Farm bill splits delegation Agriculture Committee

House Republicans are working to get a massive farm bill out of committee this week. After emerging from the Agriculture Committee, it is now slated for the Rules Committee to consider dozens of amendments.

The bill covers multiple subjects from overhauling the sugar program along with keeping farm supports and crop insurance, to name just a few provisions. What is making this a partisan bill is increasing for those receiving benefits from the Supplemental Nutrition Assistance Program (also known as food stamps).

Al Lawson (shown with French President Emmanuel Macron) is pushing against a massive farm bill.

Democrats, led by House Minority Leader Nancy Pelosi want to torpedo the bill mainly because of that provision. Al Lawson of Tallahassee and Darren Soto of Orlando are also against the proposal.

“I am disappointed Republicans have chosen to mark up a partisan Farm Bill that includes severe cuts to nutrition assistance for Americans in need,” Lawson said. “Moreover, this Farm Bill fails to invest in rural development and bioenergy programs and undermines conservation efforts.”

Committee Republicans, including Rep. Neal Dunn of Panama City and Ted Yoho of Gainesville, have a different view.

“We all depend on a thriving agriculture industry, and this Farm Bill works to ensure that we will continue to have safe and affordable food on our tables,” Dunn said in a newsletter to constituents. “From protecting crop insurance to streamlining burdensome regulations, we are fixing the Farm Bill to protect and support the agriculture industry.”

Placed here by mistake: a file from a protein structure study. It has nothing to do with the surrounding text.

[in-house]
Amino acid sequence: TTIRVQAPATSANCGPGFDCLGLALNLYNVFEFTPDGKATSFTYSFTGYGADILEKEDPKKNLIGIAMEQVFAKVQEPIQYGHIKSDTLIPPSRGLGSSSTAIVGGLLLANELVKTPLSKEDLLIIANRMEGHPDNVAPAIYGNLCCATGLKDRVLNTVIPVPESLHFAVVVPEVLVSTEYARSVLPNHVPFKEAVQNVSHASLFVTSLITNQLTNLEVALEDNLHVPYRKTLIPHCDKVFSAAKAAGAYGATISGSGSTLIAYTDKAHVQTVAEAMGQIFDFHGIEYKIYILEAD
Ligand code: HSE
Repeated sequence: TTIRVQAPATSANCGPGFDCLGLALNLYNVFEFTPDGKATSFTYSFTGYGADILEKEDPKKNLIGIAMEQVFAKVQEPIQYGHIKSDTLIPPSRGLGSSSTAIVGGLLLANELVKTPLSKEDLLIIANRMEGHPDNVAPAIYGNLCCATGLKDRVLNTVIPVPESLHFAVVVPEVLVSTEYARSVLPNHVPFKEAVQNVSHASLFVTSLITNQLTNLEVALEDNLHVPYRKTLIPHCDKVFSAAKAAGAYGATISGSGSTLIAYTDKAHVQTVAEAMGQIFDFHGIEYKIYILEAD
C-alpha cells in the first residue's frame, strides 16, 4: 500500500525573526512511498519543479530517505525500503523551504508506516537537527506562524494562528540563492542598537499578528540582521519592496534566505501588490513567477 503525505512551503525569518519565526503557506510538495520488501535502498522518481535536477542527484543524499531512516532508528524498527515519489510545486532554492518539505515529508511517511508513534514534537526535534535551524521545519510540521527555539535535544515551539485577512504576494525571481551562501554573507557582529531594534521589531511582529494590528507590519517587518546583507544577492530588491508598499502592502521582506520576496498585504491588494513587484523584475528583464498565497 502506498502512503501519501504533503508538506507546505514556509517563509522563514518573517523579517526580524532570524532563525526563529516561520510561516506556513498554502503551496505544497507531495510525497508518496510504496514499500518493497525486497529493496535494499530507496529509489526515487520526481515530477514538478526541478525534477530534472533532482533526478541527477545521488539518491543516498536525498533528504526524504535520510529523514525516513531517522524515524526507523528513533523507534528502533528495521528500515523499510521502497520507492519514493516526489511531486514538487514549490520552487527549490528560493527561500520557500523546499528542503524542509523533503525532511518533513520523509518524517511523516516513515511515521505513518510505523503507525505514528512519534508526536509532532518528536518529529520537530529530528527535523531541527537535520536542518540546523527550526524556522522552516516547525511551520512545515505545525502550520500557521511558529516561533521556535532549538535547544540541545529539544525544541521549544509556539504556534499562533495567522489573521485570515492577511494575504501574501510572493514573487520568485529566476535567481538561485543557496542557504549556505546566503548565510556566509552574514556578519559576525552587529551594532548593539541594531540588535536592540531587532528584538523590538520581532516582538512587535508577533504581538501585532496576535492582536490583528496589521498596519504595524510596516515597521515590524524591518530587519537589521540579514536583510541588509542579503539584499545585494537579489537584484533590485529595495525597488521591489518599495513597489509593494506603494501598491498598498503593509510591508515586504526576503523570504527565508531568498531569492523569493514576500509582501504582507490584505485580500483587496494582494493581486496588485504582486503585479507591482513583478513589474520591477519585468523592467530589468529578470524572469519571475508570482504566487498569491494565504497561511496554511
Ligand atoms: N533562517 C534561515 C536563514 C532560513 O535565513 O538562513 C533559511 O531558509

According to POLITICO, the bill’s sponsor, Texas Republican Mike Conaway, did not have the votes Friday but expects to have them by midweek.

Gaetz salutes Armed Services Committee for test range funding increases

As the National Defense Authorization Act moves through Congress, several delegation members touted the benefits they were able to get into the bill that provides tens of billions of dollars in funding. Add Fort Walton Beach Republican Matt Gaetz to that list.

Gaetz is applauding the Armed Services Committee for adding a $41.9 million increase for military test ranges, which includes the Gulf Test Range in his district. The Range, which covers 120,000 square miles of overwater airspace, is important to many forms of training and testing.

Matt Gaetz applauds the final markups on the National Defense Authorization Act to increase funding for the Gulf Test Range.

The committee passed the funding bill by a vote of 60-1.

This is a great bipartisan first step. I look forward to the House passing this bill, and continuing to rebuild our great military,” Gaetz said.

Assignment Editors — Republicans Greg Steube and Julio Gonzales, who seek to replace retiring GOP Rep. Tom Rooney, will take part in a candidate forum on Tuesday evening. The NOVA Republican Club is hosting the event beginning at 6:30 p.m. at the Nokomis Community Center, located at 234 Nippino Trail in Nokomis.

Wilson: Briefing ‘traumatized’ widow of Niger ambush victim

Late last week, the Pentagon released their report on what happened to a Miami soldier and his colleagues who were killed in an ambush in Niger last October. Miami Gardens Democrat Frederica Wilson, who has regularly called for an accounting as to what happened to Sgt. La David Johnson and his colleagues, attended a private Pentagon briefing with Johnson’s family.

The report reveals that after coming under attack, Johnson and fellow soldiers took cover and returned fire. The group became separated, and Johnson wound up more than one-half mile away from the original attack site before being killed.

A Pentagon briefing ‘traumatized’ the widow of Sgt. La David Johnson, says Frederica Wilson.